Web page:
The Mavericks are back in the playoffs for the first time since 2016, when JJ Barea was a player of the week recipient, Dwight Powell was still receiving DNP-CD’s occasionally, and David Lee was playing as a backup big man. Times have changed since Dallas’ last playoff appearance, including the face of the franchise. The Mavs are facing a daunting challenge in their first playoffs as a young core against the LA Clippers, headlined by star-power at the top of the roster, and depth at the bottom of the roster. Here are some of the key swing factors in the series:
The Mavs posted the league’s best offensive rating this year at 116, but in the 3 games against the Clippers against the Clippers, the Mavs posted a 106 offensive rating, which is equivalent to the 27th ranked offensive rating from this year’s regular season. The Mavs struggled against two of the premier wing defenders in the NBA in Kawhi Leonard and Paul George, and they still struggled to find a rhythm offensively even without both of them on the floor. The Mavs need to be patient in finding their shot, while also being aggressive in taking shots early in the offense that are deemed reasonably open. The Mavs had an issue of forcing the 3 ball too often this season, and if they continue to force that issue, the series could be over in a blur.
Limiting defensive mistakes
The Mavs have had notable concerns all season long with ball-watching and missing rotations. It goes without saying that mistakes against arguably the most talented team in the league have to be minimized to the extreme in order to come out of this series on top. The Mavs force the least amount of turnovers in the NBA, and they also had the least efficient defense of the 22 teams in the seeding games in Orlando. Below is the Clippers’ shot chart from 3 games against Dallas in the regular season, and it’s quite apparent how effective the Clippers are inside the 3 point line.
This bodes poorly for Dallas, given that their defensive shot chart shows how much Dallas struggles defending within 10 feet of the rim. In the seeding game between these two teams, you might remember Ivica Zubac going 10/10 from the field with almost all of his shots coming at the rim.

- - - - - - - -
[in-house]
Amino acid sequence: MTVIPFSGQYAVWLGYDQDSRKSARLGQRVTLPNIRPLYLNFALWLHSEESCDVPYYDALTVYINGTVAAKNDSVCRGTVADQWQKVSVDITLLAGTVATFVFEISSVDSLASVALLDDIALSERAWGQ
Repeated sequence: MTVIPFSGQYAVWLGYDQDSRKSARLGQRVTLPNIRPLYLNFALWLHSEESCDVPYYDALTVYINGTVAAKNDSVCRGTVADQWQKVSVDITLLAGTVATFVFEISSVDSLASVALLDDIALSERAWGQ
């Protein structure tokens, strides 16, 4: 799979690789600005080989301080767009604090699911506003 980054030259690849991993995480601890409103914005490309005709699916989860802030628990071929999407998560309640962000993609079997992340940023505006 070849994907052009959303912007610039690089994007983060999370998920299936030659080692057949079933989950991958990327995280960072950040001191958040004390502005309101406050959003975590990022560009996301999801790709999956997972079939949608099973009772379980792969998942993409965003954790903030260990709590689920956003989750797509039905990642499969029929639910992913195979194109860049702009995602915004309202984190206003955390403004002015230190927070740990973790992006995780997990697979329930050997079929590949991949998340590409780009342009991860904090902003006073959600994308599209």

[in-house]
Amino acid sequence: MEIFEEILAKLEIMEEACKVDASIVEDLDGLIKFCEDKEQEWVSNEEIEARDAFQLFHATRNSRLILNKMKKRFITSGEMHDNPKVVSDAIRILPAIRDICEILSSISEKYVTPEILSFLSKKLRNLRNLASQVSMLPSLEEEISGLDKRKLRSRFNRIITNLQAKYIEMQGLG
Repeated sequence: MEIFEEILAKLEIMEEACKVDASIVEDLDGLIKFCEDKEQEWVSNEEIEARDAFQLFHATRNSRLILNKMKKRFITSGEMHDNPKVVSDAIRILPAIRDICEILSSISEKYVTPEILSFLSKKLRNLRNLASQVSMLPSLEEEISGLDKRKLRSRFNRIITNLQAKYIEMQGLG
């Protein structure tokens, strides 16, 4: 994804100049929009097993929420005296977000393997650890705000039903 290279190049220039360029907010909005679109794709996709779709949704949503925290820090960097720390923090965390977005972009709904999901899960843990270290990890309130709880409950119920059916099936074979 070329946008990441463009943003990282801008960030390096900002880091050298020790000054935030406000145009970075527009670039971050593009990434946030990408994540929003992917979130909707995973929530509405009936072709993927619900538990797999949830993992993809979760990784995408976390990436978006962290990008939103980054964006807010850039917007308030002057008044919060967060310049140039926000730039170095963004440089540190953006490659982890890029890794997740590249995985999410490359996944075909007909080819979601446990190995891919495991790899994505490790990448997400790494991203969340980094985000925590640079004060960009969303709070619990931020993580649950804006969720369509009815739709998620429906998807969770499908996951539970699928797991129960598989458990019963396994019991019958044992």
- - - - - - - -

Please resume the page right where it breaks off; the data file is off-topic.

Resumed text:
The Mavs will also need to defend the top of the key well, since that is a clash of one of Dallas’ strongest areas on the court defensively, and one of the Clippers’ biggest strengths against Dallas. Furthermore, it’s especially important to stop the top of the key because that is where so many of the Clippers’ plays begin, especially from Kawhi Leonard.
Doncic and Porzingis can’t do everything
Dallas was the lone team to have two players make the all-bubble teams, but the reason Porzingis and Doncic did so well may have been partially because of the extra load they had to take on with many of the role players struggling. From game one, the Mavs’ role players were slow to help Doncic and Porzingis, including Seth Curry, Maxi Kleber, and Tim Hardaway Jr. Dorian Finney-Smith found his rhythm late into the seeding games, as did the other 3, but Curry, Kleber, and Hardaway Jr still struggled to find consistency from game-to-game. The Mavs are at their best when their role players have balanced scoring across the board, which gives Dallas a slim margin for error in the playoffs.
In all, the Mavs face quite an uphill battle against one of the league’s title favorites and overall strongest, deepest, and well-coached teams. In order to make this series last long, the Mavs will need creative coaching, support for the stars, and strong defensive awareness. Stopping Kawhi Leonard or Paul George is nearly an impossible task that every NBA team has tried doing, but hasn’t successfully pulled off, so the Mavs need to go down the roster and find other areas they can limit. The battle of two of the best coaches in the league between Rick Carlisle and Doc Rivers should be an entertaining series.